A case study on workstation dependent acoustic characterization of open plan offices
Rapport, 2021

Open-plan space is used in interior building design to create shared functional environments. The basic idea is to foster flexibility, cooperation and spaciousness in indoor environments by eliminating any boundaries hindering sight and speech intelligibility, such as walls. However, the complexity of sound propagation in open-plan spaces makes acoustic modelling a particularly challenging problem. Moreover, in open-plan offices (see Figure 1) the acoustic environment is a mixture of machine- and human-made sounds. Thus employees often feel annoyed by various types of acoustic noise. Examples for typical noise sources are speech, walking sounds, environmental noise and working sounds (eg. typing on keyboards). In contrast to the intention of increased cooperation, for tasks requiring high levels of concentration the acoustic situation of the open-plan space is a drawback. Consequently, a number of studies have begun to examine employees' responses to acoustic noise. At the same time, it is unclear which acoustical treatment is better for open-plan spaces in order to improve the well-being in the working environment. The common practices include applying sound absorbing (meta-) materials on ceilings and baffles or screens, or applying sound masking.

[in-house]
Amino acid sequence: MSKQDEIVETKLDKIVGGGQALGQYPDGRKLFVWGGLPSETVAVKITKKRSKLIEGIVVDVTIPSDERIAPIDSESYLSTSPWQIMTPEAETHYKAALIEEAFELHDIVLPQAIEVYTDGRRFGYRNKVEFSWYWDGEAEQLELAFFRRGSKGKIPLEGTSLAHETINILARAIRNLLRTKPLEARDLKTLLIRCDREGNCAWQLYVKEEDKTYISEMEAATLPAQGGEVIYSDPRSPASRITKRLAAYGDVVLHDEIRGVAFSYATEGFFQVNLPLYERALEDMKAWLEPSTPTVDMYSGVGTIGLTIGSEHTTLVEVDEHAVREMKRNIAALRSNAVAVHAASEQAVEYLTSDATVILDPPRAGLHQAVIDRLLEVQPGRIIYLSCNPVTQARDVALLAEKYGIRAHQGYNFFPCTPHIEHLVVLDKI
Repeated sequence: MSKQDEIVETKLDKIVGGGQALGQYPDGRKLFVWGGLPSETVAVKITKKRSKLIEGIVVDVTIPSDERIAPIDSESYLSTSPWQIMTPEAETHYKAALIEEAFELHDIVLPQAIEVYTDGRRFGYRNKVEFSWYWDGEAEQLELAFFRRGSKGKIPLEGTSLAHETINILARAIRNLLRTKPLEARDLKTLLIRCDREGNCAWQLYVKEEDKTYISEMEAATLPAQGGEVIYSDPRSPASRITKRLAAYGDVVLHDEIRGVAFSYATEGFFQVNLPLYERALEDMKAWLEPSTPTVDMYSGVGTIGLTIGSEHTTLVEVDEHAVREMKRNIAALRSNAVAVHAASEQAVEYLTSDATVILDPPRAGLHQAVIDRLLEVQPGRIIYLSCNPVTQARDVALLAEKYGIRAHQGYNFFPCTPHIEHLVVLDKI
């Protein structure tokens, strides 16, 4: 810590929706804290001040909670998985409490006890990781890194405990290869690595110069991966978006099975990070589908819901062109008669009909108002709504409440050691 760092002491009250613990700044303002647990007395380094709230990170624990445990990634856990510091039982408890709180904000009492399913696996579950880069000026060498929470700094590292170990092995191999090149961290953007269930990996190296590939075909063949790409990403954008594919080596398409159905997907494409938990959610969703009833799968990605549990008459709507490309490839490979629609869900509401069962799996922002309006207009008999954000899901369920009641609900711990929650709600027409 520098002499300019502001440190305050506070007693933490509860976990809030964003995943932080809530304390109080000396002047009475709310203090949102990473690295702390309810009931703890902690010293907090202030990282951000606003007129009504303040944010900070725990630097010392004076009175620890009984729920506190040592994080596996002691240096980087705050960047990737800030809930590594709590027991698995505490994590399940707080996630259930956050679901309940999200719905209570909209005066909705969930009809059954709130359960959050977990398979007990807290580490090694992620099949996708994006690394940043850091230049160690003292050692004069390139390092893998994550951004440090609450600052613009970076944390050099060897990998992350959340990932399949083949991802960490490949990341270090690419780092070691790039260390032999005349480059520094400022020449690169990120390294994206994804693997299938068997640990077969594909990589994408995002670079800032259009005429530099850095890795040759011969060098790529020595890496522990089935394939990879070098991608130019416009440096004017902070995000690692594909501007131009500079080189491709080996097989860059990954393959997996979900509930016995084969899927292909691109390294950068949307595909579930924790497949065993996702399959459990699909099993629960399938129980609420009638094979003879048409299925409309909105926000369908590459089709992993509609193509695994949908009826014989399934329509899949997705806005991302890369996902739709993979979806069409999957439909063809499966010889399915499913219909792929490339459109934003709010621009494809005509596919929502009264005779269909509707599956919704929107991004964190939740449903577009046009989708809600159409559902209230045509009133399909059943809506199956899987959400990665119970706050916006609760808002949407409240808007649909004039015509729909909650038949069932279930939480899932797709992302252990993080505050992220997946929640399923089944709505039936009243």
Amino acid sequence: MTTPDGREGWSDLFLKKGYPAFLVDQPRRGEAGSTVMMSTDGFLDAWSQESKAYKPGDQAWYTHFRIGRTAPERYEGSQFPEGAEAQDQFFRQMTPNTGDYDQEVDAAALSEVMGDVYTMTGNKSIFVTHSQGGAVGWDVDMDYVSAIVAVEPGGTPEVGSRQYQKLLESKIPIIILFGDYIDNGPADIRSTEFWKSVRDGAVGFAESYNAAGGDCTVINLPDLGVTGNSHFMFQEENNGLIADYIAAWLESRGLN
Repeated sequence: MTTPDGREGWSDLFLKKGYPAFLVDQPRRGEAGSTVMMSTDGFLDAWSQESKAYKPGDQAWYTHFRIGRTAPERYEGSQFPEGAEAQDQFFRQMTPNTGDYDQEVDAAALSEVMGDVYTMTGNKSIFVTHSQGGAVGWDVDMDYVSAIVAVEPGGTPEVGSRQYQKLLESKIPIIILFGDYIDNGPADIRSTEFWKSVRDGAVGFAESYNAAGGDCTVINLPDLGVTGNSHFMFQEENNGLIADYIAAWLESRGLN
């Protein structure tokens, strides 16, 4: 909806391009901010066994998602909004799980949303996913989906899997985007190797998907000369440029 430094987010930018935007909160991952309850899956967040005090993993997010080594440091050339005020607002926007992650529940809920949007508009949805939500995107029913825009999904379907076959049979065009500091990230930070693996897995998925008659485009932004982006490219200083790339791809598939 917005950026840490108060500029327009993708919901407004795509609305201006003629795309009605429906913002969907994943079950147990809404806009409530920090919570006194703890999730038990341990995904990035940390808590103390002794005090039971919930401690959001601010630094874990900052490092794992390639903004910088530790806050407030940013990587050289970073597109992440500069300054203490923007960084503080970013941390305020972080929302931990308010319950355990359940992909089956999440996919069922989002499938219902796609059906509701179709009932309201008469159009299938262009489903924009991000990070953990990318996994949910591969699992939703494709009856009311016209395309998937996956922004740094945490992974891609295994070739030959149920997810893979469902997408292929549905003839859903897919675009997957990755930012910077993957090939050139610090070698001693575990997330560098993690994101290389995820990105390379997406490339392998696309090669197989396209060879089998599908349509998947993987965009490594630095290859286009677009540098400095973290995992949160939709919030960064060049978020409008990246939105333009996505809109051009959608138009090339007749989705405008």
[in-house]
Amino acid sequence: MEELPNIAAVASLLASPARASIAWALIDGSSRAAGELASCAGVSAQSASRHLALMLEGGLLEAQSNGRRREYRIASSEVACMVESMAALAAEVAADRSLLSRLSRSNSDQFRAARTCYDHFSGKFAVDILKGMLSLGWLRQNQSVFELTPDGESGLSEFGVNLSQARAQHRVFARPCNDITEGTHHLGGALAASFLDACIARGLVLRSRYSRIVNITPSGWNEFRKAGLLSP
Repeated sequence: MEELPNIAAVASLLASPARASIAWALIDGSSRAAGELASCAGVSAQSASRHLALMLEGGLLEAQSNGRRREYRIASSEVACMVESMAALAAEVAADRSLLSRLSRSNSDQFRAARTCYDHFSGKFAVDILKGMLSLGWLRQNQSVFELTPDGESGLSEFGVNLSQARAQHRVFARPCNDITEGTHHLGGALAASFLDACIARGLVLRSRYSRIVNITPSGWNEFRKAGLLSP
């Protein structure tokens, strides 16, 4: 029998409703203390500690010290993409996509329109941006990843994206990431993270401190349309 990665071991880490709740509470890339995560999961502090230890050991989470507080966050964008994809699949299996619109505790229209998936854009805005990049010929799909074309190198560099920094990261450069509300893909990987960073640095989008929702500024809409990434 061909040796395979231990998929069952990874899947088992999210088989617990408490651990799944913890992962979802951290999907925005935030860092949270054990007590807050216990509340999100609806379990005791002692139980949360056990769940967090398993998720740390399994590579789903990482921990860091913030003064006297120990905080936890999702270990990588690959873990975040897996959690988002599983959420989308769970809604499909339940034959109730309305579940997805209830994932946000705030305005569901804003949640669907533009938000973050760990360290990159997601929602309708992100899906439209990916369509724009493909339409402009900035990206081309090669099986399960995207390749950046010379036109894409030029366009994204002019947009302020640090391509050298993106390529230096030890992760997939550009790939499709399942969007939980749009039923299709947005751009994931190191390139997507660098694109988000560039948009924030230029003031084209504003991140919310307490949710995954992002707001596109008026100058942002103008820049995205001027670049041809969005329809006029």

It is greatly acknowledged that sound and vibration noise is addressed as an important factor in job satisfaction ratings, which is closely related with perceived health conditions. Therefore, it is important to reduce noise annoyances which may impair cognitive performance. However, the acoustics in open-plan offices remain often an unquantified issue. Even in cases where the acoustics are taken into account it is difficult to relate objective acoustic measurements to the employees' subjective feeling. As a result, in many cases measures to improve the acoustics are not targeted on a precise issue.

building acoustics

open-plan office

listening evaluation


Baltazar Briere De La Hosseraye

Technische Universiteit Eindhoven

Georgios Diapoulis

Chalmers, Data- och informationsteknik, Interaktionsdesign

Felix Egner

KU Leuven

Huiqing Wang

Technische Universiteit Eindhoven

ACOUTECT – A sound fundament for our future buildings

Europeiska kommissionen (EU) (EC/H2020/721536), 2016-01-01 -- 2019-12-31.





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